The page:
Back   The Weaknesses of the League were so great that it was bound to fail.'  Do you agree?


This document originally appeared on the website of St Mary's R.C. High School, Hereford at

This site went down in September 2010, so I have copied it here.


This document was written by and is therefore copyright Christopher Hughes (a pupil at the school, 2002).

horizontal rule

The League of Nations was formed in 1919 to encourage the member countries to co-operate in trade, improve social conditions, complete disarmament and to protect any member country that was being threatened with war. The League of Nations was the initial idea of Woodrow Wilson, the president of the USA, and was formed to make sure such world atrocities like the First World War never happened again. However, we know that a Second World War with even greater loss of life took place, and therefore most people conclude that the League of Nations failed. But why did the League fail?

The League of Nations had many 'design' weaknesses; with probably the most important and noticeable weakness was the absence of the USA. It was a great shock and disappointment for the rest of the world when the American people voted for a 'policy of isolation', and despite the campaigning of Woodrow Wilson, decided not to join the League of Nations. This can be considered a great weakness because the USA was becoming the most powerful and influential country in the world, and therefore the League would probably be unwilling to make a decision which would go against the USA, and it would also mean that a country inside the League, who had trade sanctions placed upon them would still be free to trade with the USA.

The League of Nations also seemed to have a weakness in not accepting Germany in the League when it was first formed. This gave the impression that the League was for the 'winners' of WWI, with Britain and France part of the inner council, and kept the German people bitter and still wanting revenge.

Another weakness of the League was that it did not have an army of its own, and that if it wanted an army to stand up to a troublesome country, it must raise an army from member countries. This became ineffective, as many member countries were very unwilling to raise an army and physically challenge a country, as they were afraid that it would effect their own self-interests, as we'll see later in the Manchurian and the Abyssinian crisis'.

Despite all these weaknesses, the League did have some success in the 1920's. The League had successfully sorted out a disagreement between Finland and Sweden over the Aaland Islands; between Germany and Poland over Upper Silesia, and between Greece and Bulgaria. Apart from international disputes, some of the League's greatest successes came in its work in the 'International Labour Organisation', in which they got member countries to agree to things such as the '8 hour maximum working day' and that there should be 'No-one to be in full time employment under 15 years of age'. However, the League did have failures in the 1920's, such as Vilna and Corfu, and failed in its aim to achieve disarmament.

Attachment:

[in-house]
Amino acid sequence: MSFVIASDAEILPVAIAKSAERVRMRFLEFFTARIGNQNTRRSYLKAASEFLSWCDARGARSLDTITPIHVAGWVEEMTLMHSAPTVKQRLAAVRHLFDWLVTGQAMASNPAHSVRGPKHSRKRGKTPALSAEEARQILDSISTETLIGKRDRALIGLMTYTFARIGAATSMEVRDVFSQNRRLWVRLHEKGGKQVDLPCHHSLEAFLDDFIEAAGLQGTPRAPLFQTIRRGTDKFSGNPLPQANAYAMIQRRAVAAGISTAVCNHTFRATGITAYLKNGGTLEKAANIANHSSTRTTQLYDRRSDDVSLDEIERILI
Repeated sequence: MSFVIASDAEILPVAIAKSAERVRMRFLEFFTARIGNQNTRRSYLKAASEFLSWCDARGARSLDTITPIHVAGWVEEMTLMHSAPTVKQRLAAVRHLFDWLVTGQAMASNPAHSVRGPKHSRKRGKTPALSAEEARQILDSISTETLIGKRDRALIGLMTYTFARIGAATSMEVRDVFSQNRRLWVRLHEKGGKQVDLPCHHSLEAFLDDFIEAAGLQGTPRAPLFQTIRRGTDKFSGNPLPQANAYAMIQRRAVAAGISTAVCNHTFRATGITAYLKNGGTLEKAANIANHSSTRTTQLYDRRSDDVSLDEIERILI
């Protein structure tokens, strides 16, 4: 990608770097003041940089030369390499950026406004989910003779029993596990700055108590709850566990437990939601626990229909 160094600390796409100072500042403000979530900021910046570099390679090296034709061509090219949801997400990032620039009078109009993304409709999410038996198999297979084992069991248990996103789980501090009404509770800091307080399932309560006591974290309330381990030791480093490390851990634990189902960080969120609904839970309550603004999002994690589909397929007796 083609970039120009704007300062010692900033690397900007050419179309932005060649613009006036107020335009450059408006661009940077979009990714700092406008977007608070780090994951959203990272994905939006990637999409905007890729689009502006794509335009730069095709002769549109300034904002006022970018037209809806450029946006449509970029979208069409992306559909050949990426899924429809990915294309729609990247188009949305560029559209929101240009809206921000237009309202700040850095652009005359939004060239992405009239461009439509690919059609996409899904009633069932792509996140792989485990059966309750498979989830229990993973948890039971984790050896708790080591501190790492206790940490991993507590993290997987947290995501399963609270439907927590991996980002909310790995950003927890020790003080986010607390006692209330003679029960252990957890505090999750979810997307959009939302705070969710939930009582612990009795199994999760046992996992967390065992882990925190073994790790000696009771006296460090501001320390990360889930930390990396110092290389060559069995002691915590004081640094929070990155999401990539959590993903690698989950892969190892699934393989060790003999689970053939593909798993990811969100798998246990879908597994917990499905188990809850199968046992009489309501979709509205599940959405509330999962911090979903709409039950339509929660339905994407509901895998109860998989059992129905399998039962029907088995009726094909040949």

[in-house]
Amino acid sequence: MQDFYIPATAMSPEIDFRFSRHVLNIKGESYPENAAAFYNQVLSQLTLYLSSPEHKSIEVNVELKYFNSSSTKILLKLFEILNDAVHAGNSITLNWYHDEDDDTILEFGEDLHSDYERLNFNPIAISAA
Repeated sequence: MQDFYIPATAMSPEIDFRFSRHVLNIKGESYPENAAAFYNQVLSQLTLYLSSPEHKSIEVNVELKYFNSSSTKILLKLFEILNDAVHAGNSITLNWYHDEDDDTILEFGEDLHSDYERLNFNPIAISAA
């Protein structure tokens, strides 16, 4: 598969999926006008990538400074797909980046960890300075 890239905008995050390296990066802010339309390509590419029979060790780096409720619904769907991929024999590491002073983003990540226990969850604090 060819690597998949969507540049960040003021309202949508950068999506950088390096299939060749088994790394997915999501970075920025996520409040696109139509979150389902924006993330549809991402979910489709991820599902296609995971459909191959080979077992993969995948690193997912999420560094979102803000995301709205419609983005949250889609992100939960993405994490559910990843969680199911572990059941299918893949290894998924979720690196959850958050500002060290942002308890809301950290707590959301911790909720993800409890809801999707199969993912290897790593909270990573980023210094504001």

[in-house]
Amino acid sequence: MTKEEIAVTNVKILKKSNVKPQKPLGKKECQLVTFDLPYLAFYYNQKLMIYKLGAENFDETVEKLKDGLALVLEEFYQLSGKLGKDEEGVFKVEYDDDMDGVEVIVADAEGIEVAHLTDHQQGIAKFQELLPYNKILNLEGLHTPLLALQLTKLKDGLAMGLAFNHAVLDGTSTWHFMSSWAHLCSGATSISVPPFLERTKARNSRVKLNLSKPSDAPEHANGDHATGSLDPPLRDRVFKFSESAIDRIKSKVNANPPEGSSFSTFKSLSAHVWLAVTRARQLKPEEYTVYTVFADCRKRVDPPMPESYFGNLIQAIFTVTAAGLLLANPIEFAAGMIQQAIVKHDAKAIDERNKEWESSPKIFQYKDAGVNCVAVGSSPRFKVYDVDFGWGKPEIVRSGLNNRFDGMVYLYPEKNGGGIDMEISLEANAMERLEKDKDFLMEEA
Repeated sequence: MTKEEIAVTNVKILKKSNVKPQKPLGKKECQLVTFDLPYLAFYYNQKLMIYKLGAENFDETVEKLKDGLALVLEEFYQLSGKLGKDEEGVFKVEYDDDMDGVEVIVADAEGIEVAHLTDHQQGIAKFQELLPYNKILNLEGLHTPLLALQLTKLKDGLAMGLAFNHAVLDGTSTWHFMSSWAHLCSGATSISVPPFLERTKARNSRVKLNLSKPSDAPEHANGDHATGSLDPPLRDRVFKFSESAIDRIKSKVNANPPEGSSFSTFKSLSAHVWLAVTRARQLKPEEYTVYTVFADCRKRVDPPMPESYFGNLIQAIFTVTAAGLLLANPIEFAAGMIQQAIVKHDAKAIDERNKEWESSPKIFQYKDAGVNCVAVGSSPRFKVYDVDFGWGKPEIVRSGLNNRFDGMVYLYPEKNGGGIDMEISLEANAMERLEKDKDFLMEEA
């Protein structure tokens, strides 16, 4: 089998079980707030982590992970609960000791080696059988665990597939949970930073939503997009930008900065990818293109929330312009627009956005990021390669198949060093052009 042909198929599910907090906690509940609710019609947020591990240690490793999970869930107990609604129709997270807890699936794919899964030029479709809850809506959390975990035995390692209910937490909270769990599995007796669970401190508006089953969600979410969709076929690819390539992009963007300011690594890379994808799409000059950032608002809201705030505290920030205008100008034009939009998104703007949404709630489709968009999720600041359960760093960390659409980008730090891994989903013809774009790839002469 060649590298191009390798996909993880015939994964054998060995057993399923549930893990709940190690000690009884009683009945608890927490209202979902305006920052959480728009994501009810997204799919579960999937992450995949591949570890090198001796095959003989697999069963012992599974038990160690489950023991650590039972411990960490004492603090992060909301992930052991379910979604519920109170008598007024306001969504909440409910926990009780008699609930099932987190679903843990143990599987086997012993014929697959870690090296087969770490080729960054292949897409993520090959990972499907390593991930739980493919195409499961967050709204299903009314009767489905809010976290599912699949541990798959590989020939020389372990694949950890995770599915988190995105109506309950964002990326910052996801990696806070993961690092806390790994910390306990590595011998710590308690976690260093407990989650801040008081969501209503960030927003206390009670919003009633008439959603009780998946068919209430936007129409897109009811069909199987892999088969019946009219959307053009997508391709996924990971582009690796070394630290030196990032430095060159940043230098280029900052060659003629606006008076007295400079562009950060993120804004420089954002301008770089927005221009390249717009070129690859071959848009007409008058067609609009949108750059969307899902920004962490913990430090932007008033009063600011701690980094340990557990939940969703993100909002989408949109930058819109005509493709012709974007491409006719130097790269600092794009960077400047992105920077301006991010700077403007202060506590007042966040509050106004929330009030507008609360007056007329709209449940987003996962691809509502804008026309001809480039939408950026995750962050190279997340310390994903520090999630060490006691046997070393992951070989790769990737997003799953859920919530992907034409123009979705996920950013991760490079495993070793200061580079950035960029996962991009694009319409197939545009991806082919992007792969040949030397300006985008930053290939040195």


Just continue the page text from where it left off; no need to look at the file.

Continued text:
The small holes in the League became gaping ones after its downright failure to do anything significant in the two main 'crisis'' of the early 1930's: The invasion of Manchuria by Japan in '31 and the invasion of Abysinnia by the Italians in '35.

In 1929 the world experienced the 'Wall Street collapse', a mass economic depression that effected many of the countries of the world hard, especially Japan. Therefore, Japan was in desperate need of raw materials such as coal and Iron Ore, which an area of China, named Manchuria, was rich in. Japan already had influence in Manchuria, and so decided to take it over. China appealed to the League, which decided to set up a Commission of Inquiry under Lord Lytton, who was sent to the area to make a report. During the year it took to make the report, Japan tightened its grip on the area. When the League finally 'morally condemned' Japan with the report, Japan simply ignored the report and left the League. Japan continued to make successful trade with the USA, its biggest trading partner, and then announced the intention to invade China itself. This incident showed that if an aggressive dictator wanted to invade neighbouring countries, he could.

This point was underlined 4 years later, when Abysinnia appealed for help to the League about the Italian Invasion. The League took eight months to discuss the matter, and then concluded that Italy could have some of Abyssinia (as Italy had roots in Abyssinia), but Mussolini rejected this offer. The League delayed its decision to apply trade sanctions, meaning that Italy could stockpile enough resources. Also, in self-interest, France and Britain refused to stop trading in oil with Italy as it could harm their own economies, and refused to shut the Suez Canal, the route Italy used to get things from Italy to Abyssinia, because they were afraid of war with Italy, and they also did not want to upset Mussolini, as they hoped he would be their ally with in increasing threat of Hitler. So, this meant that the League did not manage to stop Italy, and showed that the League was actually weak and quite powerless. Hitler saw this, and was able to exploit the League's weakness to rearm and march into the Rhineland.

So, in conclusion, and to directly answer the question "Was the League bound to fail?" I would say that yes, the League was bound to fail eventually, as I personally feel that the League's Physical weakness was too great in a world that was still very self-interested. For example, Britain and France were happy for Italy to invade the virtually defenceless country Abyssinia, as long as it meant that they would stay on good terms with Mussolini. To put it simply, the League's main aim above all others was to end world conflict, and it failed to do this, meaning that the League must have been a failure.